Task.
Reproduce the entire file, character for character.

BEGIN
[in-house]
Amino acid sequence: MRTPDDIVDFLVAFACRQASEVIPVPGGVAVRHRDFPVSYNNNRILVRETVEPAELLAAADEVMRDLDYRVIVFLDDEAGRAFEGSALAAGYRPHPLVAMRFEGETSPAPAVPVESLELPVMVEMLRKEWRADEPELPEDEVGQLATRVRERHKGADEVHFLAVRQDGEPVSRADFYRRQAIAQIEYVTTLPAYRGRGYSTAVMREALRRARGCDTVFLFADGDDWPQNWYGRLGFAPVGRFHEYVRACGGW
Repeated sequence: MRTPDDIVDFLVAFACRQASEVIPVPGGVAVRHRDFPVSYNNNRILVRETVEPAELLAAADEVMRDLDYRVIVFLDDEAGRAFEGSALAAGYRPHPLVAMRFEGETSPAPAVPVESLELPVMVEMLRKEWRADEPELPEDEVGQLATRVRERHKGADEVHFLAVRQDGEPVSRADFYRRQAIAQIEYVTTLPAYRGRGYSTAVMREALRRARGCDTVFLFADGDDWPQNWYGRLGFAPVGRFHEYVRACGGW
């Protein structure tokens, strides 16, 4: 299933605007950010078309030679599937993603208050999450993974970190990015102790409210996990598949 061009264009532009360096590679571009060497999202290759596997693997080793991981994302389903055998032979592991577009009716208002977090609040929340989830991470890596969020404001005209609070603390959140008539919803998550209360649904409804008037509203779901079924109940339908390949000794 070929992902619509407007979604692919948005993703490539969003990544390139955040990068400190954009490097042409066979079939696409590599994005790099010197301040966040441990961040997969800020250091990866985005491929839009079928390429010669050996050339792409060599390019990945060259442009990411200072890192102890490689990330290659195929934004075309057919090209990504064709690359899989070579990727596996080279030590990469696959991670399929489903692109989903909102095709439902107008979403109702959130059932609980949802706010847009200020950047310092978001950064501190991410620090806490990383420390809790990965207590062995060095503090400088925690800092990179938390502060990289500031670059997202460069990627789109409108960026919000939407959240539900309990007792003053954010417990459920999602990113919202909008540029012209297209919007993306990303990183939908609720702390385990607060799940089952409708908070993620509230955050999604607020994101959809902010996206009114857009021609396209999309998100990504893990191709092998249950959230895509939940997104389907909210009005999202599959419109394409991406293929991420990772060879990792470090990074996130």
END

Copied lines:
[in-house]
Amino acid sequence: MRTPDDIVDFLVAFACRQASEVIPVPGGVAVRHRDFPVSYNNNRILVRETVEPAELLAAADEVMRDLDYRVIVFLDDEAGRAFEGSALAAGYRPHPLVAMRFEGETSPAPAVPVESLELPVMVEMLRKEWRADEPELPEDEVGQLATRVRERHKGADEVHFLAVRQDGEPVSRADFYRRQAIAQIEYVTTLPAYRGRGYSTAVMREALRRARGCDTVFLFADGDDWPQNWYGRLGFAPVGRFHEYVRACGGW
Repeated sequence: MRTPDDIVDFLVAFACRQASEVIPVPGGVAVRHRDFPVSYNNNRILVRETVEPAELLAAADEVMRDLDYRVIVFLDDEAGRAFEGSALAAGYRPHPLVAMRFEGETSPAPAVPVESLELPVMVEMLRKEWRADEPELPEDEVGQLATRVRERHKGADEVHFLAVRQDGEPVSRADFYRRQAIAQIEYVTTLPAYRGRGYSTAVMREALRRARGCDTVFLFADGDDWPQNWYGRLGFAPVGRFHEYVRACGGW
């Protein structure tokens, strides 16, 4: 299933605007950010078309030679599937993603208050999450993974970190990015102790409210996990598949 061009264009532009360096590679571009060497999202290759596997693997080793991981994302389903055998032979592991577009009716208002977090609040929340989830991470890596969020404001005209609070603390959140008539919803998550209360649904409804008037509203779901079924109940339908390949000794 070929992902619509407007979604692919948005993703490539969003990544390139955040990068400190954009490097042409066979079939696409590599994005790099010197301040966040441990961040997969800020250091990866985005491929839009079928390429010669050996050339792409060599390019990945060259442009990411200072890192102890490689990330290659195929934004075309057919090209990504064709690359899989070579990727596996080279030590990469696959991670399929489903692109989903909102095709439902107008979403109702959130059932609980949802706010847009200020950047310092978001950064501190991410620090806490990383420390809790990965207590062995060095503090400088925690800092990179938390502060990289500031670059997202460069990627789109409108960026919000939407959240539900309990007792003053954010417990459920999602990113919202909008540029012209297209919007993306990303990183939908609720702390385990607060799940089952409708908070993620509230955050999604607020994101959809902010996206009114857009021609396209999309998100990504893990191709092998249950959230895509939940997104389907909210009005999202599959419109394409991406293929991420990772060879990792470090990074996130």